Dunster Bridge

Until a rough road was pushed through in 40’s and 50’s, travel and shipping out of the Dunster area was done primarily by train or on foot/horse.  For those on the “wrong” side of the river from the train, crossing was quite an ordeal.  In the winter, they could walk across the ice, and in summer they could use a boat, but during spring break up and before the ice had firmed up, crossing the river became quite dangerous.

In 1916, a government ferry was installed in the present site of the bridge.  Bonny, the ferry man, would use a row boat for passengers, rather than the larger ferry, but was said to charge 50 cents per person after 7 pm.  A bridge was constructed on the same site in the winter of 1920 and by April of 1921, was ready for traffic.  The site was chosen, not because that was where the ferry was, but rather because of the gentle banks on both sides.  This bridge was used for over fifty years before it was replaced in 1973 by the current bridge.

It wasn’t until the ‘90’s that the bridge gained its famous colourful artwork.  While preparing for the 75th anniversary, community members asked for a new coat of paint for the bridge.  Although they did not get the geranium pink they asked for, Dunsterites were surprised when it was repainted a nice blue.  It was repainted three years later back to standard white.  Dissatisfied with the colour, several Dunster women painted flowers on the wood siding in the middle of the night.  Not happy with the “vandalism”, the Ministry of Highways had the bridge painted white again within a week of the new artwork.  The artists went to McBride to meet with Highway’s head officer and foreman about the bridge, but during the meeting, someone painted bright flowers over their white truck—and made the headlines.  The flowers were re-painted on the bridge and despite alterations, flowers have remained on the bridge since.  The name of the bridge was changed to the “Dunster Flower Bridge” in the mid ‘90’s.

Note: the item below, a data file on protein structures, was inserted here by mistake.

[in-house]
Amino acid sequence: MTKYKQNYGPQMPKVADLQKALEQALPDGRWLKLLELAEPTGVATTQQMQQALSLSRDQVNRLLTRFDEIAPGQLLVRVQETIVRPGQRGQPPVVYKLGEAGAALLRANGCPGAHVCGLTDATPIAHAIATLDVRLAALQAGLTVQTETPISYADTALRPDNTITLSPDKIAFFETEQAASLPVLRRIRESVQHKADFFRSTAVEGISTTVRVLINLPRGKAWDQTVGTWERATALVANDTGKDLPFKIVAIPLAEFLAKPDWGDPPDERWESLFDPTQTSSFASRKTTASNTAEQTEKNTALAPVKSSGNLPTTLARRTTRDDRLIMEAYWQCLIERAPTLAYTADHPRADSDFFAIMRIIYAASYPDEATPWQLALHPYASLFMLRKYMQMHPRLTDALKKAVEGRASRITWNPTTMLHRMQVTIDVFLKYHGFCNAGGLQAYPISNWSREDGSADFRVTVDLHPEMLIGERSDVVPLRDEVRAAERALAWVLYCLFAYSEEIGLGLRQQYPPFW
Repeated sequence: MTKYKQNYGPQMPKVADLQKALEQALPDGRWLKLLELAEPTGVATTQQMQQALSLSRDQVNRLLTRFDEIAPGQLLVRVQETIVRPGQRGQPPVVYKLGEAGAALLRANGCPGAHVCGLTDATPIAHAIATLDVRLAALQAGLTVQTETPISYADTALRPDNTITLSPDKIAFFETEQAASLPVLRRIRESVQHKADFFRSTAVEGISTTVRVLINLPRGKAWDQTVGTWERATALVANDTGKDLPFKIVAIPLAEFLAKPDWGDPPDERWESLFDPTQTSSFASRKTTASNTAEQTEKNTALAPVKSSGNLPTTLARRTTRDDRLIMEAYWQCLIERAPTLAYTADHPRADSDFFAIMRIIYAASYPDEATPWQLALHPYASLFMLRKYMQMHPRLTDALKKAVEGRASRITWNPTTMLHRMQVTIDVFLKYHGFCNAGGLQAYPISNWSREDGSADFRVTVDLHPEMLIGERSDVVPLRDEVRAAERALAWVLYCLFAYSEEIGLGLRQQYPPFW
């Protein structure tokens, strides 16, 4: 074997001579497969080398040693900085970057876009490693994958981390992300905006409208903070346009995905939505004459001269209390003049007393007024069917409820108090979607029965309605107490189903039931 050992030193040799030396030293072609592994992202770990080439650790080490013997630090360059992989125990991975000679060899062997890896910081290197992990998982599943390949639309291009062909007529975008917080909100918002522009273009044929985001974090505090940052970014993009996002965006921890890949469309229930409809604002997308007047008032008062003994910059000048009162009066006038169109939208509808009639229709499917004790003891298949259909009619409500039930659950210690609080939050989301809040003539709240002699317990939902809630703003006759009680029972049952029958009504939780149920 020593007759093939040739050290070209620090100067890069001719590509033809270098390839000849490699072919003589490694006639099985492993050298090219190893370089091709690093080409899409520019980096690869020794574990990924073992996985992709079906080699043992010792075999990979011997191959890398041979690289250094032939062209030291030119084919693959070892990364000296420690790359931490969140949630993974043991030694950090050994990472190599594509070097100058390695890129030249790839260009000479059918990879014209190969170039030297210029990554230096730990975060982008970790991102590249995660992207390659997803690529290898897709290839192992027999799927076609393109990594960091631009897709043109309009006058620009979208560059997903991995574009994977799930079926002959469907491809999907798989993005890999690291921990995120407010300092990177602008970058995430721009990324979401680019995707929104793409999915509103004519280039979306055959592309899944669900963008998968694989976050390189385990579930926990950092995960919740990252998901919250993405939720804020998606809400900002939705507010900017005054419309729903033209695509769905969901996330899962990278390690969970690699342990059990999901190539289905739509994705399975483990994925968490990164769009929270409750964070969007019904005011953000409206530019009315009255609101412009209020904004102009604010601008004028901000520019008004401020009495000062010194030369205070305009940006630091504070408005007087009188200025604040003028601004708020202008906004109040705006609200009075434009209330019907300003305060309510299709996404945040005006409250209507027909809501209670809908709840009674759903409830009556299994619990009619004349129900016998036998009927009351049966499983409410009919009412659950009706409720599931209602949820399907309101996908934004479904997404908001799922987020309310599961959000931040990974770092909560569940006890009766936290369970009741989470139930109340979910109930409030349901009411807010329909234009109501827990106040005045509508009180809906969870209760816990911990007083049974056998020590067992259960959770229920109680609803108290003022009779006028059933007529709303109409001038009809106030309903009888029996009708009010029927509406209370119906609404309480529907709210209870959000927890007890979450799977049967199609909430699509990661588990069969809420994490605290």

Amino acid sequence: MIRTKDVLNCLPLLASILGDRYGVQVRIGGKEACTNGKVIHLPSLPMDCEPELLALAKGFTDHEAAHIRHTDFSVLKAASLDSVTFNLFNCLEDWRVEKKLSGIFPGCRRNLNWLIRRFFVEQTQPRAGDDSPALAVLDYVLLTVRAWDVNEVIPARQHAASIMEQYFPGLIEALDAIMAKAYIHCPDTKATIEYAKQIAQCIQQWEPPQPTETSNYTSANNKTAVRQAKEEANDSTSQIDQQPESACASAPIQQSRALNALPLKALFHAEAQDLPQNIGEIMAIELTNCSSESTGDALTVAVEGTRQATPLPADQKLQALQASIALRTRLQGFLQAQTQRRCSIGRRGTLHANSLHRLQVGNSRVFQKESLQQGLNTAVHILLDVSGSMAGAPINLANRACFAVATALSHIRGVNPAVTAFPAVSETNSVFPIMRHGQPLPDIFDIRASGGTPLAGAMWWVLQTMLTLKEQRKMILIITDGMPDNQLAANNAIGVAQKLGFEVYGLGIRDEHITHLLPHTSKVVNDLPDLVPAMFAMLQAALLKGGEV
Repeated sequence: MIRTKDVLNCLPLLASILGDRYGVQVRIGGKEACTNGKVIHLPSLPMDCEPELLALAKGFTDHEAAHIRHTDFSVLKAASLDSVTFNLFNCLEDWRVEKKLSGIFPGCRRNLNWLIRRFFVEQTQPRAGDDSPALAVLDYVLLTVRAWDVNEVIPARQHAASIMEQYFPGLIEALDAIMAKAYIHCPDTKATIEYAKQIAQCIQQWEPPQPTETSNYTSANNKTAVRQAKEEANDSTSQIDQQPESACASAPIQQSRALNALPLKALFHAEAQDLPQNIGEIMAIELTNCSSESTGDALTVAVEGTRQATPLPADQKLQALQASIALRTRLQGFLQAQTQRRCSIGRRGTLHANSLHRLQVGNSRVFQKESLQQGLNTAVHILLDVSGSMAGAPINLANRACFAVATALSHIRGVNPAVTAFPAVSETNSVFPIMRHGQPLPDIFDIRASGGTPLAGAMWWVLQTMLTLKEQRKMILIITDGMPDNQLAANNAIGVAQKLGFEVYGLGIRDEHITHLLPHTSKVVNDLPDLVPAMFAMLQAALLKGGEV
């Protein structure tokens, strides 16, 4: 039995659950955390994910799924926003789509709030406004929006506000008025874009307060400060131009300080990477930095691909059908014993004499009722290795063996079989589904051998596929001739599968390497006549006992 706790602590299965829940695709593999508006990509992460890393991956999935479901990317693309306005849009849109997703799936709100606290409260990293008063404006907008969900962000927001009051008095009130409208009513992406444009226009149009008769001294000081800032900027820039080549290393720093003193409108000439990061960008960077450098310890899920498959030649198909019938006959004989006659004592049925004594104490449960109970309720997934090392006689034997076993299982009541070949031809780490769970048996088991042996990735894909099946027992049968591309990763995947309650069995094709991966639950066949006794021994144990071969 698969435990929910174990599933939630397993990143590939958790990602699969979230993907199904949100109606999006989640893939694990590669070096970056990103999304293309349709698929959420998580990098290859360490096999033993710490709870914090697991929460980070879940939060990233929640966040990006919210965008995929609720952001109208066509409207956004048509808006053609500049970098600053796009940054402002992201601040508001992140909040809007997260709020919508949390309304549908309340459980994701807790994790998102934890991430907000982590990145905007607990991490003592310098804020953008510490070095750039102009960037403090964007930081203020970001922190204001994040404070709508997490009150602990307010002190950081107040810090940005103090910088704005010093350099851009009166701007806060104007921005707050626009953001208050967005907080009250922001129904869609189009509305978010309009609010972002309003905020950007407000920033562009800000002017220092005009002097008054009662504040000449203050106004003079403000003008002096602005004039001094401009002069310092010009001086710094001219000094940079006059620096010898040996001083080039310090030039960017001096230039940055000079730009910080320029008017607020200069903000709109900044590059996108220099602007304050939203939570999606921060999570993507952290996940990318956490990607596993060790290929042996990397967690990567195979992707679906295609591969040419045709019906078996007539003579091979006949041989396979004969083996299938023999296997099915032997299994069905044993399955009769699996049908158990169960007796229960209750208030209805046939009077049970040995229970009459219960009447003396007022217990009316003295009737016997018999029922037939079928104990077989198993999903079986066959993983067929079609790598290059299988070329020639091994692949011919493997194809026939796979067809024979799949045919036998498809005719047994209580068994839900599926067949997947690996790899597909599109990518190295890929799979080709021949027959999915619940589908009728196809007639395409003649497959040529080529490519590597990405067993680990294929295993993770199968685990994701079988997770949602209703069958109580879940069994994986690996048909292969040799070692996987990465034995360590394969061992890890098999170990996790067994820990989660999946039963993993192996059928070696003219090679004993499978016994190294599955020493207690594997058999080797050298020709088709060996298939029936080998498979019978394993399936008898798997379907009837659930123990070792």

Photo:  Dunster Bridge, newly built, early 1920’s.  Bert Blackwood, whose farm is on the right, set up a sawmill and cut some of the timbers for the bridge.  Blackwood collection.